Three-Minute Fiction: Send Us Your Stories This summer we're beginning a contest with a simple premise: Listeners send in original short stories that can be read in three minutes or less — that's about 500-600 words long.
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Three-Minute Fiction: Send Us Your Stories

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Three-Minute Fiction: Send Us Your Stories

Three-Minute Fiction: Send Us Your Stories

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GUY RAZ, host:

We're back with ALL THINGS CONSIDERED from NPR News. I'm Guy Raz.

Take a look at your bookshelf. You might have "Gone with the Wind," or rather 1,048 pages of it.

(Soundbite of rifling pages)

RAZ: Or maybe you have Tolstoy's "War and Peace" and its 1,456 pages.

(Soundbite of rifling pages)

RAZ: And don't even start with the "Harry Potter" series.

(Soundbite of crashing books)

RAZ: That's 17.6 pounds of prose from J.K. Rowling. But does fiction have to be weighty to have an impact? Try this out.

Mr. JAMES WOOD (Literary Critic, The New Yorker): (Reading) He had red whiskers and always went first through doorways.

RAZ: That's a piece of fiction, all 10 words of it, that writer Ford Madox Ford used to love to quote. And it's read to us by James Wood, literary critic for The New Yorker.

Now, James thinks a good story doesn't always need a lot of words, and he's here to briefly kick off our new summer series, it's called Three-Minute Fiction.

(Soundbite of a timer and alarm)

RAZ: The premise is simple. We want you, our listeners, to send in original short stories that can be read in three minutes or less, that's about 500 words or so, give or take. And every few weeks, James Wood will review those submissions and return throughout the summer to read his favorites on the air. And what you'll be doing is tapping into a tradition as old as books themselves.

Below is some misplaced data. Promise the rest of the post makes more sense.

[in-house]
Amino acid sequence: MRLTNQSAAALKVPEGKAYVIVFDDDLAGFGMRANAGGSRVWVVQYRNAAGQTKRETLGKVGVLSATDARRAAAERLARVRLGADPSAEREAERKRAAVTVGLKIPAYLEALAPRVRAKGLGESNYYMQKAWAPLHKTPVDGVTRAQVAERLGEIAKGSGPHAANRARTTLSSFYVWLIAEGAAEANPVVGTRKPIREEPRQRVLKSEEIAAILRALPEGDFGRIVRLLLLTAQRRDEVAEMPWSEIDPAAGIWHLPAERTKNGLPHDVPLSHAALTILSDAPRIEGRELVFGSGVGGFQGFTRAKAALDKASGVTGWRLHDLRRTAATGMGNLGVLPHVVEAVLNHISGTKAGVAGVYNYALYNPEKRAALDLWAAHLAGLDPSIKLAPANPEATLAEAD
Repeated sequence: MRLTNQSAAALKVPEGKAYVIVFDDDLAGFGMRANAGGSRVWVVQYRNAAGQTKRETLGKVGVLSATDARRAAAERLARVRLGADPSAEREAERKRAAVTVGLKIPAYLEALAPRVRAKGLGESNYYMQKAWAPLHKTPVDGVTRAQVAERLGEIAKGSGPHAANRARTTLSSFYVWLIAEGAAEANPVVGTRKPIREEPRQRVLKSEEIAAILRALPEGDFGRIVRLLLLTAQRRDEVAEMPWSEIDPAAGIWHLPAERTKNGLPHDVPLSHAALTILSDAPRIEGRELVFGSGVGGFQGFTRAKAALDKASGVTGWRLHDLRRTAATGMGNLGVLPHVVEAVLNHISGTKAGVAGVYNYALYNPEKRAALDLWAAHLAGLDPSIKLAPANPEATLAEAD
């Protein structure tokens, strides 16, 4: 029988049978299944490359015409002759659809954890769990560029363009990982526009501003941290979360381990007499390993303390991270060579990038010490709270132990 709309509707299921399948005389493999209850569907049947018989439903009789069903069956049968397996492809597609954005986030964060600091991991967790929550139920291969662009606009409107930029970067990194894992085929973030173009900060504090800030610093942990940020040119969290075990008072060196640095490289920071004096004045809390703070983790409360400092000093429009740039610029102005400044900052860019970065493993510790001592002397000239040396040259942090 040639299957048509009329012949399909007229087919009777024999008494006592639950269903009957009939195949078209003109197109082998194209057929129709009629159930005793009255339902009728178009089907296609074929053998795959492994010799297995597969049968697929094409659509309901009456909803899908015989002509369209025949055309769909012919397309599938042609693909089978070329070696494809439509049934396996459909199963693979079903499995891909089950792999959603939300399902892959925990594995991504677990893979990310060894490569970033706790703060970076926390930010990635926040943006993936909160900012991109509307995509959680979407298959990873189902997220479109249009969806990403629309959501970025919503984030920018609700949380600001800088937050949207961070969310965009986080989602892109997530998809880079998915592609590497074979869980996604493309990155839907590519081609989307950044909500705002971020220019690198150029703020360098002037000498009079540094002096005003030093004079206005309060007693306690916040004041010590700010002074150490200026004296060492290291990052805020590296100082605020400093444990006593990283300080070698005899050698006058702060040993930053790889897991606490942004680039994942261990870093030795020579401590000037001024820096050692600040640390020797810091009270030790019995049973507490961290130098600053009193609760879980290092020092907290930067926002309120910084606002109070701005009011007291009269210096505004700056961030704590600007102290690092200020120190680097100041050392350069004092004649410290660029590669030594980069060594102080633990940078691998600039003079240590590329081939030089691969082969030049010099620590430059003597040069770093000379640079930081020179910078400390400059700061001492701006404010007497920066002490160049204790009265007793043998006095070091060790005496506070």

Mr. WOOD: This is something that interests all writers, not just short story writers, but novelists, too. How do you get a character, as it were, into a room and up and going within a sentence or two?

RAZ: So, what will James be looking for?

Mr. WOOD: I would tend toward the fragmentary, the suggestive, and the anecdotal. I'm going to be looking at a writer's ability to suggest a world rather than to fill it in and dot every I.

RAZ: And here's an example.

Mr. WOOD: I've brought this very short story, one paragraph long, by a contemporary writer named Lydia Davis, and it's called "For Sixty Cents."

(Reading): You're in a Brooklyn coffee shop. You've ordered only one cup of coffee, and the coffee is 60 cents, which seems expensive to you. But it is not so expensive when you consider that for this same 60 cents, you're renting the use of one cup and saucer, one metal cream pitcher, one plastic glass, one small table, and two small benches.

Then to consume, if you want to, besides the coffee and the cream, you have water with ice cubes, and in their own dispensers: sugar, salt, pepper, napkins and ketchup. In addition, you can enjoy for an indefinite length of time the air conditioning that keeps the room at a perfectly cool temperature, the powerful white electric light that lights every corner of the room so that there are no shadows anywhere, the view of the people passing outside on the sidewalk in the hot sunlight and wind, and the company of the people inside, who are laughing and turning endless variations on one rather cruel joke at the expense of a little balding, redheaded woman, sitting at the counter and dangling her crossed feet from the stool, who tries to reach out with her short, white arm and slap the face of the man standing nearest to her.

RAZ: We clocked you in at just over a minute for that story. So, it does really prove that you can tell a story, you can have a piece of fiction in under three minutes.

Mr. WOOD: You can, indeed.

RAZ: And that was courtesy of author Lydia Davis, read by James Wood.

Thank you, James.

Mr. WOOD: Thank you.

RAZ: James Wood is literary critic for The New Yorker and author of the book "How Fiction Works."

If you want a chance at having James read your fiction on the air to millions of listeners and if you want to win a signed copy of his book, go to our series page at npr.org/threeminutefiction.

(Soundbite of a timer and alarm)

RAZ: That's npr.org/threeminutefiction, with Three Minute Fiction spelled out and no spaces. There, you'll find instructions on how to submit your work, and good luck.

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